Page 2 of 12
i like val mcdermot- she
Posted: Tue Jan 04, 2011 7:26 pm
i like val mcdermot- she does wire int he blood on TV and her books r better 9even though i think ive developed a soft spot for robson geen)
Ian rankin is good
but i love Brian Jaques he rights a series of books about a place called redwall, all the characters are animals, i think they r teenage fiction but blimey when those animals have a banquet i feel rather peckish!
Dan brown isnt too bad, yet the film adaptations are not too good (but as my dad pointed out to get everything in would be a week of movie!)
Biographies are always worth a read,
any crime type go down well
And some times a bit of wilbur smith or tom clancy (matt plays the games i read the books!)
love reading wish had more time for it lol!
jane and amy- ive heard that about parents as well
I enjoy crime novels best.
Posted: Wed Jan 12, 2011 11:08 pm
I enjoy crime novels best. Ian Rankin, Qunitin Jardine are my favourites as both write about Edinburgh.
Just finished Richard Madeley`s fathers and sons which was very interesting, and I quite enjoy books about real people too.
Mary Higgins Clark`s novels transfer well to the TV as do Jodi Picolt.
More will come to mind later
Read a couple of Lee Child`s too and they were interesting
Am coming to the end
Posted: Sat Jan 22, 2011 2:22 pm
Am coming to the end of the latest Adrian Mole instalment. Good stuff. Although it can get bit sad sometimes and not much seems to go right for him, I have to admit that I think the books in the Adrian Mole series are possibly the most realistic books I've read. Lots of time is spent with not a whole lot going on, people get ill, take up caring roles and have difficulty with hospitals, do household chores, have funny, weird things happen every now and again, and peoples' dramas and worries don't always get wrapped up neatly, sometimes they just tail off and are forgotten about.
I know it doesn't exactly make up for a thrilling read, but it's just something I've noticed. Haven't found this kind of day-to-day realism in many (or any) other books.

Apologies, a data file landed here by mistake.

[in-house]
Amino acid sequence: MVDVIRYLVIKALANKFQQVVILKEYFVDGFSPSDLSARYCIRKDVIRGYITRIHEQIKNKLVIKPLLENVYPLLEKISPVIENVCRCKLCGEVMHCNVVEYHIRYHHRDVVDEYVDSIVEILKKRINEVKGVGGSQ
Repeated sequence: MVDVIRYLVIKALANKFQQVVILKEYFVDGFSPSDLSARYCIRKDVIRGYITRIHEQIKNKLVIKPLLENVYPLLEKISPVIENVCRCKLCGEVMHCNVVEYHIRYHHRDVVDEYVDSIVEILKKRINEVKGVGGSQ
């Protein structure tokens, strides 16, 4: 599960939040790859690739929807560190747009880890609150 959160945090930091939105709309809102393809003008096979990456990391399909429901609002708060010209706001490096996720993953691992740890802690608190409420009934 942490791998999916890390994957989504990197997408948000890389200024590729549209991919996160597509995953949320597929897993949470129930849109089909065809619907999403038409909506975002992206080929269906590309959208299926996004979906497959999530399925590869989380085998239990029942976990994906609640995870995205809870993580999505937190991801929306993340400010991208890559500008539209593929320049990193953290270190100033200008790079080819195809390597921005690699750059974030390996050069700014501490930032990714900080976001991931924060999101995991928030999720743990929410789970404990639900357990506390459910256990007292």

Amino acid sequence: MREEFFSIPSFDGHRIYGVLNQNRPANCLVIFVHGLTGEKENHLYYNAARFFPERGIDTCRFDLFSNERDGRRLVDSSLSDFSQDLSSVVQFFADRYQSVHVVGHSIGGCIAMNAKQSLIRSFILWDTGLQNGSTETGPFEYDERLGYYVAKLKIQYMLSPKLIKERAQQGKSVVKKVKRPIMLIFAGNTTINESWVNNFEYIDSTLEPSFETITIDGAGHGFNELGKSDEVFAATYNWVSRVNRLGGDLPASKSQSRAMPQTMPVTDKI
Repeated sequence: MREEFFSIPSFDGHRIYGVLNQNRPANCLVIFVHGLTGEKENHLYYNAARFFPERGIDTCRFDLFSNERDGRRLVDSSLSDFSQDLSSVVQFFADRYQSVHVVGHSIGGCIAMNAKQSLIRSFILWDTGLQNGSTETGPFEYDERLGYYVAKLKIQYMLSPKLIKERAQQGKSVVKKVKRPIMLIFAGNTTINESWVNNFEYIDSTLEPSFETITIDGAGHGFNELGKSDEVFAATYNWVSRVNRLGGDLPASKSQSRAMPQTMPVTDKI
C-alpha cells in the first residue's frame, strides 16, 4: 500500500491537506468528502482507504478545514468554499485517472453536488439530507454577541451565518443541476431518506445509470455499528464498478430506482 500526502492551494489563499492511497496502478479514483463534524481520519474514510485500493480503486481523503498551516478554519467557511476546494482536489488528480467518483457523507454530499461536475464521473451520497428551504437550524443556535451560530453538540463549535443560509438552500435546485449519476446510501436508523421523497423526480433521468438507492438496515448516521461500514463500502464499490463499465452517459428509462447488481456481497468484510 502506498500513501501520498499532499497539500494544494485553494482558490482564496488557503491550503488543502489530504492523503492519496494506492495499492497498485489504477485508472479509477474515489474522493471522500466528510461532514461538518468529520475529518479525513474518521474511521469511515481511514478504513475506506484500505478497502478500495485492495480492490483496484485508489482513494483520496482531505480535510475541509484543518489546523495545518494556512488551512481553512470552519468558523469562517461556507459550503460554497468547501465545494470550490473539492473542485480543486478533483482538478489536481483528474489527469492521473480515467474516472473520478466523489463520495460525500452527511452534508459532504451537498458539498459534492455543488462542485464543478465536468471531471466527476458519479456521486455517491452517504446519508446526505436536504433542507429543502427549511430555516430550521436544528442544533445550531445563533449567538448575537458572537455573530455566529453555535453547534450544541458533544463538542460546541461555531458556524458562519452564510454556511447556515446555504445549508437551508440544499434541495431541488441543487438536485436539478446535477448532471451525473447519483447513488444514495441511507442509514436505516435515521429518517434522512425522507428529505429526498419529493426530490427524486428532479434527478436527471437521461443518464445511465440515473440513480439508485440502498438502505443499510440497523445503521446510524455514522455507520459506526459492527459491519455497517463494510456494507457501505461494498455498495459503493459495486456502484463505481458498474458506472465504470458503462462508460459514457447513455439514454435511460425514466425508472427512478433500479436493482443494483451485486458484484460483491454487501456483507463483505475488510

Posted: Sat Jan 22, 2011 4:09 pm
Guess you've been reading The Prostrate Years. Im a big fan of Sue Townsend and the Adrian Mole series. I loved this book, poor Adrian trys, usually misses the point due to his lack of humour but somehow comes over as a very likeable character.
Have you read Diary of a Nobody by George & Weedon Grossmith? Its set in about 1892, but dont let that put you off! The humour is dry and the main character Mr.Pooter is like an early version of Adrian. Very gentle and funny book, (Waterstones have it in their Classics section) its never been out of print since first published.
I got a Kindle for Xmas, really excellent, so Im never without a book!
I have just read, "The
Posted: Sat Jan 22, 2011 4:40 pm
I have just read, "The distant hours" by Kate Morton. (had it for Christmas before my kindle,so read it the oldfashioned way)!It was a book I couldn't put down, a really good mystery,love story and bits and pieces of everything else. The story takes the reader back in time, although set nowadays.
Posted: Sat Jan 22, 2011 5:04 pm
Have you read Diary of a Nobody by George & Weedon Grossmith?
Yes I have! It's great. Adrian Mole sometimes makes references to it
I've also Mrs. Pooter's Diary by Keith Waterhouse? It seems to be very under advertised, but, as you've probably guessed, is Mr. Pooter's wife's diary. Well worth it if you can find it.
Bertiebear, Ill look out for
Posted: Sat Jan 22, 2011 6:14 pm
Bertiebear, Ill look out for that, thanks.
Lazydaisy, Im half way through The Distant Hours! So glad you didnt reveal the ending!!
Deborah, I would never do
Posted: Sat Jan 22, 2011 6:43 pm
Deborah, I would never do that! Especially with such a good book.Have you read her other books,The House at Riverton,and The forgotten Garden?
Lazydaisy, I loved The House
Posted: Sat Jan 22, 2011 7:14 pm
Lazydaisy, I loved The House At Riverton best of all.
Have you read any Sarah Waters? I think shes about my favourite woman author.
Also Crimson Petal and The White by Michele Fabon. Couldnt put it down!
the best books ive ever
Posted: Mon Jan 24, 2011 7:02 pm
the best books ive ever read is wuthering heights and jane eyre..
and watership down.
although like i said i love the newer authors the bronties although complete raving nutters wrote in such a poetic, and well described way when i read those books im there, im watching it all happen.
Yet im really not a fan of dickens- we lived inchatham (not far from dickensian rochester errrrr) so at school it was drummed in to us, the film adaptations are ok but i find the books ive read slightly wishy washy. (muppets christmas carol though best film adaptation EVER!)